During the late 1970s, when the world was young and the highlight of a Thursday evening was George and Mildred on ITV, “Harvest” had two meanings for this scribe. Firstly, it meant a stream of Ford Cortina Mk. IVs and Hillman Avengers along the A32 headed by a slow-moving Ferguson tractor. Secondly, the Harvest Festival at my local school, where many of the donations from the students (or, more likely, their parents) came in a tinned form. The memory of the headmaster’s resigned stare at a display featuring “Ideal Milk” and the Co-Op’s finest Baked Beans will remain with me forever.

However, the harvest in the Loire Valley and indeed throughout France takes a somewhat different form. The weather during spring and summer dictate the precise timing; during the latter season, wine experts will examine the grapes 100 days after the flowering of the vines.  If all is favourable, a date for the harvest is set by the town hall – the “lever le ban des vendanges”. This inevitably varies throughout the country – in Corsica this might take place at the end of August, but around Chateau de Bois Giraud it is more likely to occur in September.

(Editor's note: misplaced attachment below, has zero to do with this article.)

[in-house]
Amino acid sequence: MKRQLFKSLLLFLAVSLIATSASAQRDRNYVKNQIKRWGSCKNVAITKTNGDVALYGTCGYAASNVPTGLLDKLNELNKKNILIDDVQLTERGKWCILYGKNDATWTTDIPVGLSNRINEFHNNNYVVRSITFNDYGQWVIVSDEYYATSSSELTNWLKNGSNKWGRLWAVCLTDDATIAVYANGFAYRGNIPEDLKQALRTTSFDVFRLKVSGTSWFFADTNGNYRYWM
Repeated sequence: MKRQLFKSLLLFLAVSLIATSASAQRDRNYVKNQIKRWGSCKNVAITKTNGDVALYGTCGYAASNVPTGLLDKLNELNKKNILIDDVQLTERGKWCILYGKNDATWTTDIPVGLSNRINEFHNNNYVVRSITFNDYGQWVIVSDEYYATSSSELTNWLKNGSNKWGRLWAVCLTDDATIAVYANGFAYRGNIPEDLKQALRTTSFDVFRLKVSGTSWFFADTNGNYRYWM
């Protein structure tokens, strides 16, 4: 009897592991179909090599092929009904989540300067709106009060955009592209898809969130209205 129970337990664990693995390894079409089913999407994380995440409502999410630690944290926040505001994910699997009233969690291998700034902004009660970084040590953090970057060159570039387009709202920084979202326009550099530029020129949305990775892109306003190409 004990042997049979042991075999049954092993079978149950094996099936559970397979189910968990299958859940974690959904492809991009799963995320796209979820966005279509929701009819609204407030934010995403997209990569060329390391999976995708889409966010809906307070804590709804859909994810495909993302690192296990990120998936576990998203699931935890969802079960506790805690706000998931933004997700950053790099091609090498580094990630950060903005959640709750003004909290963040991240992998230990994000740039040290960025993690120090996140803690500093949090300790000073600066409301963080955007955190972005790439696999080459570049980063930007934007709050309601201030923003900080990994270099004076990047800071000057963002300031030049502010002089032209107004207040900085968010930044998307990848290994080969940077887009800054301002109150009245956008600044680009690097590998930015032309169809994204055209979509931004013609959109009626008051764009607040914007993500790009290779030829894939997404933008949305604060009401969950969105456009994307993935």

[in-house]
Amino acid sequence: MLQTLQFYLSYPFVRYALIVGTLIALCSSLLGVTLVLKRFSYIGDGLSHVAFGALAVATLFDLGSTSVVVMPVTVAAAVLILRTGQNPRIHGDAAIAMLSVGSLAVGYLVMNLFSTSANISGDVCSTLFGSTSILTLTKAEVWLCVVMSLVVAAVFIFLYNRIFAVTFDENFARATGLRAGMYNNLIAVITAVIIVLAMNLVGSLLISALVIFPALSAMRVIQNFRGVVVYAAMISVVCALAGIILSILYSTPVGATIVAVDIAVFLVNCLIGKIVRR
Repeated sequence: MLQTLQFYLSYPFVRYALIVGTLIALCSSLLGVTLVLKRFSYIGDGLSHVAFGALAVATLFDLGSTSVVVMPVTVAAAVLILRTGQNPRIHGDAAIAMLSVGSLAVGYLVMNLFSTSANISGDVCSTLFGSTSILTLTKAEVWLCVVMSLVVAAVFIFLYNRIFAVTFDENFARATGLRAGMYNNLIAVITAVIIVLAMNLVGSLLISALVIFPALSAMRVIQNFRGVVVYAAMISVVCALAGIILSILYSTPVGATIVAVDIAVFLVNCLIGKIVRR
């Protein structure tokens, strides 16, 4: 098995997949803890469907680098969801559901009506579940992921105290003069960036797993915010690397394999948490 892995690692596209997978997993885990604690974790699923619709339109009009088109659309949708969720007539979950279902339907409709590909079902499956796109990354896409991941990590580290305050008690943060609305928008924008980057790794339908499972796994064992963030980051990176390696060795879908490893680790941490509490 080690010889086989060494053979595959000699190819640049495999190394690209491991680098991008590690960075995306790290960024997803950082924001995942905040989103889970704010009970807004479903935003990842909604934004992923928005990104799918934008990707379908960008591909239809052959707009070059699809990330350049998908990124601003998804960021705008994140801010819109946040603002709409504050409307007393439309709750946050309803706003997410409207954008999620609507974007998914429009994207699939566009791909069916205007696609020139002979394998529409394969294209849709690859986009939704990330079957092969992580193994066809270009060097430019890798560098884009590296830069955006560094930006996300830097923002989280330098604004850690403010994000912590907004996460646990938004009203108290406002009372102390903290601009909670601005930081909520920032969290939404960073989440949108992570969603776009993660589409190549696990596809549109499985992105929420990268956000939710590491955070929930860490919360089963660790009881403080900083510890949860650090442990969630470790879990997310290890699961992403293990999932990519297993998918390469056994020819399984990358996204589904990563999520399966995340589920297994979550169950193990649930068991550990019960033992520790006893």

And even in 2019, French viticulture is still heavily reliant upon manual labour as many wines are deemed to need a human touch and several varieties of grape are regarded as too delicate to be harvested by machine. A hand can also result in the stem being cleanly cut; essential if it is to be used for fermentation,  During late summer and early autumn , you might obtain temporary work as a  “coupeur” – grape picker –  or “porteur” – basket carrier, both of which demands considerable physical fitness. I prefer to watch such activities from a safe distance and merely appreciate a world far removed from the aroma of Hampshire soft fruits. And of the idea that a can of Sainsbury’s Peaches in Syrup represented nature’s bounty.